My friend, look at this way. Because the Yankees didn’t sign Aceves they were able to get Cory Wade and Luis Ayala in 2011 in the bullpen. For what’s it’s worth I think they both did themselves proud for the Yankees in 2011.

      • Jack Marshall - Feb 5, 2012 at 6:04 PM

        You guys are hilarious. The Yankees let a versatile, talented, intense young pitcher with special stuff and an off-the-charts winning percentage go to save a lousy one mil, he proves that it was a complete miscalculation while pitching for NY’s main competition, and you guys talk yourselves into believing it was a stroke of genius. Wow. This exchange belongs in the Confirmation Bias Hall of Fame.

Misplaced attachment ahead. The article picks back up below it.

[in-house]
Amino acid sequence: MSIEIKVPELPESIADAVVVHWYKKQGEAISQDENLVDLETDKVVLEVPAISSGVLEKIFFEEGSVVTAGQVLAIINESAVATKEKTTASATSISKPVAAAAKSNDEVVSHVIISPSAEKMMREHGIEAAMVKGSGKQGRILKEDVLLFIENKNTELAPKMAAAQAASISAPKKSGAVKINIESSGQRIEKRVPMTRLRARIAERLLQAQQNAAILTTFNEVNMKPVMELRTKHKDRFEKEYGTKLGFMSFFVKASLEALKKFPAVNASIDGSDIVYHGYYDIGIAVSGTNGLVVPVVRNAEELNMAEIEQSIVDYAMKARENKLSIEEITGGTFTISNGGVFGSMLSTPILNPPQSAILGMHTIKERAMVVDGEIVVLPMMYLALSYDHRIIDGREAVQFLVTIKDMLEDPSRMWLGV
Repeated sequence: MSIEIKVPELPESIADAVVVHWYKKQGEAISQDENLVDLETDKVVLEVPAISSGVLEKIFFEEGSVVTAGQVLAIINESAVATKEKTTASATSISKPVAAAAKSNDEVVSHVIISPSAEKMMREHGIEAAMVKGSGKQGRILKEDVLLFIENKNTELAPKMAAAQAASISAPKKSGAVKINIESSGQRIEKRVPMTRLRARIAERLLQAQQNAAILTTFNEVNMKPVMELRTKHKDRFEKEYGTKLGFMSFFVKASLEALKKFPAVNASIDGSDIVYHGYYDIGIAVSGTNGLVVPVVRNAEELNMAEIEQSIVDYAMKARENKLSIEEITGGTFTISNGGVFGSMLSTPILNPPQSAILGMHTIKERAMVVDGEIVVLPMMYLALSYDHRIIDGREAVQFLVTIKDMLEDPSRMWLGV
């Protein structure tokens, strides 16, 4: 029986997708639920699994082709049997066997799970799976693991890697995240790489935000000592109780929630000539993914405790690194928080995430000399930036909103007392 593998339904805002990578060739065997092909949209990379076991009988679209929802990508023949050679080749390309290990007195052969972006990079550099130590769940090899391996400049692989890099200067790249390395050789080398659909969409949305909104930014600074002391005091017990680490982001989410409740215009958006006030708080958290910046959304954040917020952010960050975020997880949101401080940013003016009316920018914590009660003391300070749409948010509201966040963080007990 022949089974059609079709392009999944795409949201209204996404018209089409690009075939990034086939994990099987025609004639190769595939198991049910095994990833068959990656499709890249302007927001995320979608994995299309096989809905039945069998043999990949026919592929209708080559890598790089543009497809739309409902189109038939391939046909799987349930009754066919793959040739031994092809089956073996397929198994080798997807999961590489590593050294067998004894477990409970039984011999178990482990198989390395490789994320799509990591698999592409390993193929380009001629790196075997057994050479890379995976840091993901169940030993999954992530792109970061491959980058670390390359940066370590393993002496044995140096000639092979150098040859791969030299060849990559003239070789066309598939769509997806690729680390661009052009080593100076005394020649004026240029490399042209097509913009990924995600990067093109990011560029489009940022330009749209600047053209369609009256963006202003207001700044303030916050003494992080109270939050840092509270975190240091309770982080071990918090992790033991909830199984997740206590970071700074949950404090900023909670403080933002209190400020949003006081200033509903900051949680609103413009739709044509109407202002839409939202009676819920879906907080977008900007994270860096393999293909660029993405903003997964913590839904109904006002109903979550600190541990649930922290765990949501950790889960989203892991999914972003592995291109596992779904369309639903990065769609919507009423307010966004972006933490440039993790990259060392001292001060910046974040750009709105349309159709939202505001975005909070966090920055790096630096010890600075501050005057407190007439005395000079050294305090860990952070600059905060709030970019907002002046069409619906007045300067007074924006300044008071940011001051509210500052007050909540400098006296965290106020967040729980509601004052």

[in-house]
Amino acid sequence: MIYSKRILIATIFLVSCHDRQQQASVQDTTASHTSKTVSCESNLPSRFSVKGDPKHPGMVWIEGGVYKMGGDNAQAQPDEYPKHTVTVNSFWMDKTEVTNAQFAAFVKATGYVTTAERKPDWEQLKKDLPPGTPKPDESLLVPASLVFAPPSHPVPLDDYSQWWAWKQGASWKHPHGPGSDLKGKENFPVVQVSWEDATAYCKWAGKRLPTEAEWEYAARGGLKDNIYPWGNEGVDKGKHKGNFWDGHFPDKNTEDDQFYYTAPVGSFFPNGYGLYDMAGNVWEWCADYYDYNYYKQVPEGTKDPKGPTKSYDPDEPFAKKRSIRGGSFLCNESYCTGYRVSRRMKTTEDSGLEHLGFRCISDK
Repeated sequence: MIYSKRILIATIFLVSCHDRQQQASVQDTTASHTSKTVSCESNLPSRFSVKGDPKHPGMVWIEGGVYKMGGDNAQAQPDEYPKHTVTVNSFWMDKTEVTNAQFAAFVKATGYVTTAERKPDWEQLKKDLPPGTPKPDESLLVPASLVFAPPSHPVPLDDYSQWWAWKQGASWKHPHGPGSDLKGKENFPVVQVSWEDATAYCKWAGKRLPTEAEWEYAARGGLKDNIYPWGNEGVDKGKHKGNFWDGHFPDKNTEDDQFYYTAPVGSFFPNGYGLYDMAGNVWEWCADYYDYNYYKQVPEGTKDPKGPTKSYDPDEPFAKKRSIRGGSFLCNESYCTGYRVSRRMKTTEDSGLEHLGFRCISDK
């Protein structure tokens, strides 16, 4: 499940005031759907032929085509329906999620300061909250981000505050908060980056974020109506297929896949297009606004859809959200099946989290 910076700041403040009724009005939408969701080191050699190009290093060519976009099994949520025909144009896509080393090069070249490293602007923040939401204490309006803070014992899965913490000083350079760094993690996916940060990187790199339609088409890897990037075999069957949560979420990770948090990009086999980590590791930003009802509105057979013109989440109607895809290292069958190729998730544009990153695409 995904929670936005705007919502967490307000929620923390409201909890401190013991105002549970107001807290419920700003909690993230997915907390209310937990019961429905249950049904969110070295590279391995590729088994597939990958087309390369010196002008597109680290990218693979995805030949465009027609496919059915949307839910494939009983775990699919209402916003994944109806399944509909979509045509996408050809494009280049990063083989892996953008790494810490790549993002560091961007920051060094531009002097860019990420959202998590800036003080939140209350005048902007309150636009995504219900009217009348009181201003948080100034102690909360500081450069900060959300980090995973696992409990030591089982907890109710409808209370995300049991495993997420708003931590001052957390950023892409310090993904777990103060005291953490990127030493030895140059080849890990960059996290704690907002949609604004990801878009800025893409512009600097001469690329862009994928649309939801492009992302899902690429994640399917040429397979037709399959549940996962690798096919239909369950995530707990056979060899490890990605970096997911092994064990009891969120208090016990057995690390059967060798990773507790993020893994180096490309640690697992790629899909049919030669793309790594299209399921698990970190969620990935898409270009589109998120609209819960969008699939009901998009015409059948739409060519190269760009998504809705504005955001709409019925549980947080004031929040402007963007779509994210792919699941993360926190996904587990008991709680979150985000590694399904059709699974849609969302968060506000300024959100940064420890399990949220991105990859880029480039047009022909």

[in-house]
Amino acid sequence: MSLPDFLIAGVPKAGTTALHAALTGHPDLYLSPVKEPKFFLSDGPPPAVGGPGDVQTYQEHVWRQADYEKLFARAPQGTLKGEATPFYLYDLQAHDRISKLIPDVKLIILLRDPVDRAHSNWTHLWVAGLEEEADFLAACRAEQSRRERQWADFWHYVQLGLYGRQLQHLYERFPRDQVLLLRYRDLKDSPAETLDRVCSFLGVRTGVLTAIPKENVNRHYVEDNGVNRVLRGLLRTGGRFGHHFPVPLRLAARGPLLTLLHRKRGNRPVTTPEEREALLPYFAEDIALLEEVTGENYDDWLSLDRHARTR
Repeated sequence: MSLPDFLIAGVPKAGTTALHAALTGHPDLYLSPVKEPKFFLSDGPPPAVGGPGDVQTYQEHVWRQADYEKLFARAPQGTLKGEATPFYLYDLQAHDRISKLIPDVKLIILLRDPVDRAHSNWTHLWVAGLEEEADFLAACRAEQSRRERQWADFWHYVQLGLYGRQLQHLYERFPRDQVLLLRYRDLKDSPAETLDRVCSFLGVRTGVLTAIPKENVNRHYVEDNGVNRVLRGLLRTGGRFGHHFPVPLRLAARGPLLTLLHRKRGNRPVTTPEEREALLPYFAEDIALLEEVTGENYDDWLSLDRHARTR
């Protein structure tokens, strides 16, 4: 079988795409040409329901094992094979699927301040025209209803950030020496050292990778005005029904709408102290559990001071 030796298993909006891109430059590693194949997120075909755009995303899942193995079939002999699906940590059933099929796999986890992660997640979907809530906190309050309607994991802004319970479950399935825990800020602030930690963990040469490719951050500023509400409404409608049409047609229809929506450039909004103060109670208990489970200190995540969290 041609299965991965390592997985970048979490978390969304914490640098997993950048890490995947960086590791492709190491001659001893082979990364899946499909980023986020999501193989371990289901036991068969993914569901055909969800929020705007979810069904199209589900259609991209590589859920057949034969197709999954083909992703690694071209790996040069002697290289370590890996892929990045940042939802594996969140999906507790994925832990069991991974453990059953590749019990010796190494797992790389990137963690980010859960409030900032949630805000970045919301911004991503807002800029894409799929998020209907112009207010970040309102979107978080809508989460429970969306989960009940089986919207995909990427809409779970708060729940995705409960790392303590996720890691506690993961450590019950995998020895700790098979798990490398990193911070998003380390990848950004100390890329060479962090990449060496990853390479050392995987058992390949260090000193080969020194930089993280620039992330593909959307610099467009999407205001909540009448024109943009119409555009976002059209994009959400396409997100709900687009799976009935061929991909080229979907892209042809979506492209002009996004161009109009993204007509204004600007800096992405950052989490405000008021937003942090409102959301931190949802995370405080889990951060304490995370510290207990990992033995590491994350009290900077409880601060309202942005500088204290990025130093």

• Ari Collins - Feb 5, 2012 at 7:39 PM

        Dude. Calm down. Aceves is not that great. And he had injury concerns at the time. It’s a perfectly defensible move for the Yankees to cut him, just as it’s a defensible move for Boston to take a flyer on him. Neither’s a genius move, but neither’s a terrible move either.

  4. cmoneysportstalk - Feb 6, 2012 at 12:10 AM

    RedSox were very fortunate to take a chance on Aceves. He was undoubtedly, the most reliable pitcher on the staff last season… As for Ortiz, having the type of season he had last year, he will most certainly win if there is an actual arbitration hearing. I just hope he can have a statistical repeat this year to earn that check!

    • yournuts - Feb 6, 2012 at 12:58 AM

      If Ace Aceves was your most reliable pitcher last year then you are in deep trouble! Don’t get me wrong, I like Ace alot, he is certainly worth a lot more than the 1.2 million that the sox are paying him.